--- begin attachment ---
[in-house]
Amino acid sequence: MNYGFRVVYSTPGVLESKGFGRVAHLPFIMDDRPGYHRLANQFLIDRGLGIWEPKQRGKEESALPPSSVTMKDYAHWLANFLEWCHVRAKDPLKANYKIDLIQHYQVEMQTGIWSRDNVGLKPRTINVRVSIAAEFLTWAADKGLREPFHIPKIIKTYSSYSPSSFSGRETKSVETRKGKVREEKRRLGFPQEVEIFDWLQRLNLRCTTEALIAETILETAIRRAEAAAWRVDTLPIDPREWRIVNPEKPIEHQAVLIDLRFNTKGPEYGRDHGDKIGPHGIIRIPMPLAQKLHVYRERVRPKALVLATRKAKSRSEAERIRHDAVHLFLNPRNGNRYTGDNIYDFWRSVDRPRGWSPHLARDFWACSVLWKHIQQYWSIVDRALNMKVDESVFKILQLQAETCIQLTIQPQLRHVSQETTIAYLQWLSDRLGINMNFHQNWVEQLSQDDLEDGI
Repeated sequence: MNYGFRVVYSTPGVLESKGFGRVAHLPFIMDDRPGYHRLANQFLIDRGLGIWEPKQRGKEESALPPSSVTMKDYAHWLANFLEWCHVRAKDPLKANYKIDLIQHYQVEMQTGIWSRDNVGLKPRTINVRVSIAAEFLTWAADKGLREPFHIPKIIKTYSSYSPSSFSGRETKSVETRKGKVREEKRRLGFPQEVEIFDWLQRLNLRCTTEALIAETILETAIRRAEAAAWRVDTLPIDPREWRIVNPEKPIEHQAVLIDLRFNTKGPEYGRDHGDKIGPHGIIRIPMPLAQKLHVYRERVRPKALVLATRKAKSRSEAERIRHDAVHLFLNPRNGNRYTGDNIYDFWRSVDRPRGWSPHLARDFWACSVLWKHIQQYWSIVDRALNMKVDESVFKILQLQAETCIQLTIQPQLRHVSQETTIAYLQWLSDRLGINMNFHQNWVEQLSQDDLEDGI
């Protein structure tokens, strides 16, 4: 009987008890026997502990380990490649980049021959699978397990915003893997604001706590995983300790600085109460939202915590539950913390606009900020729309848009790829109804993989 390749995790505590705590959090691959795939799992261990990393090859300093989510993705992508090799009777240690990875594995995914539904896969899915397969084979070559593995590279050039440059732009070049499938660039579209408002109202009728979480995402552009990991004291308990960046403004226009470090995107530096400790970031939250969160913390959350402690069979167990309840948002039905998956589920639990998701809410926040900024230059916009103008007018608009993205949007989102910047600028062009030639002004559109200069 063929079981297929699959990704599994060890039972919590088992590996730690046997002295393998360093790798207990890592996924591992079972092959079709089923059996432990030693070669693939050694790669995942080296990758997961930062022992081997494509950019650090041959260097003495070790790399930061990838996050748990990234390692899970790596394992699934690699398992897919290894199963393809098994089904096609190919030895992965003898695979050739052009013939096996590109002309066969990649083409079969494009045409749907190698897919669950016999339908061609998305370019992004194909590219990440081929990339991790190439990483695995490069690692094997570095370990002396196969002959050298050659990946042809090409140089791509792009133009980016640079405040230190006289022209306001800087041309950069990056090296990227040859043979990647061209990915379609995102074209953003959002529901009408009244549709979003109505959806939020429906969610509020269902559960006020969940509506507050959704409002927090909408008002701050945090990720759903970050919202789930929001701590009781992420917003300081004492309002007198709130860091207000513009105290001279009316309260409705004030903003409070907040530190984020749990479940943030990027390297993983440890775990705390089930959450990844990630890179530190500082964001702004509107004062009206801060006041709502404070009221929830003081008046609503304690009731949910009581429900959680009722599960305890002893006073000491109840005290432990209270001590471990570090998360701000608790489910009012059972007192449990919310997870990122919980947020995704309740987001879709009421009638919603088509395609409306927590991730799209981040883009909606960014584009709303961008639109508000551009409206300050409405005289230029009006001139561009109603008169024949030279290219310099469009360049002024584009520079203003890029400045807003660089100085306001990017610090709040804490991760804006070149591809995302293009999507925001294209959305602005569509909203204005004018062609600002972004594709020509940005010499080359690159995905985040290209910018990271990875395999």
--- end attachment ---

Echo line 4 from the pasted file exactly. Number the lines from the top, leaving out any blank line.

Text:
């Protein structure tokens, strides 16, 4: 009987008890026997502990380990490649980049021959699978397990915003893997604001706590995983300790600085109460939202915590539950913390606009900020729309848009790829109804993989 390749995790505590705590959090691959795939799992261990990393090859300093989510993705992508090799009777240690990875594995995914539904896969899915397969084979070559593995590279050039440059732009070049499938660039579209408002109202009728979480995402552009990991004291308990960046403004226009470090995107530096400790970031939250969160913390959350402690069979167990309840948002039905998956589920639990998701809410926040900024230059916009103008007018608009993205949007989102910047600028062009030639002004559109200069 063929079981297929699959990704599994060890039972919590088992590996730690046997002295393998360093790798207990890592996924591992079972092959079709089923059996432990030693070669693939050694790669995942080296990758997961930062022992081997494509950019650090041959260097003495070790790399930061990838996050748990990234390692899970790596394992699934690699398992897919290894199963393809098994089904096609190919030895992965003898695979050739052009013939096996590109002309066969990649083409079969494009045409749907190698897919669950016999339908061609998305370019992004194909590219990440081929990339991790190439990483695995490069690692094997570095370990002396196969002959050298050659990946042809090409140089791509792009133009980016640079405040230190006289022209306001800087041309950069990056090296990227040859043979990647061209990915379609995102074209953003959002529901009408009244549709979003109505959806939020429906969610509020269902559960006020969940509506507050959704409002927090909408008002701050945090990720759903970050919202789930929001701590009781992420917003300081004492309002007198709130860091207000513009105290001279009316309260409705004030903003409070907040530190984020749990479940943030990027390297993983440890775990705390089930959450990844990630890179530190500082964001702004509107004062009206801060006041709502404070009221929830003081008046609503304690009731949910009581429900959680009722599960305890002893006073000491109840005290432990209270001590471990570090998360701000608790489910009012059972007192449990919310997870990122919980947020995704309740987001879709009421009638919603088509395609409306927590991730799209981040883009909606960014584009709303961008639109508000551009409206300050409405005289230029009006001139561009109603008169024949030279290219310099469009360049002024584009520079203003890029400045807003660089100085306001990017610090709040804490991760804006070149591809995302293009999507925001294209959305602005569509909203204005004018062609600002972004594709020509940005010499080359690159995905985040290209910018990271990875395999």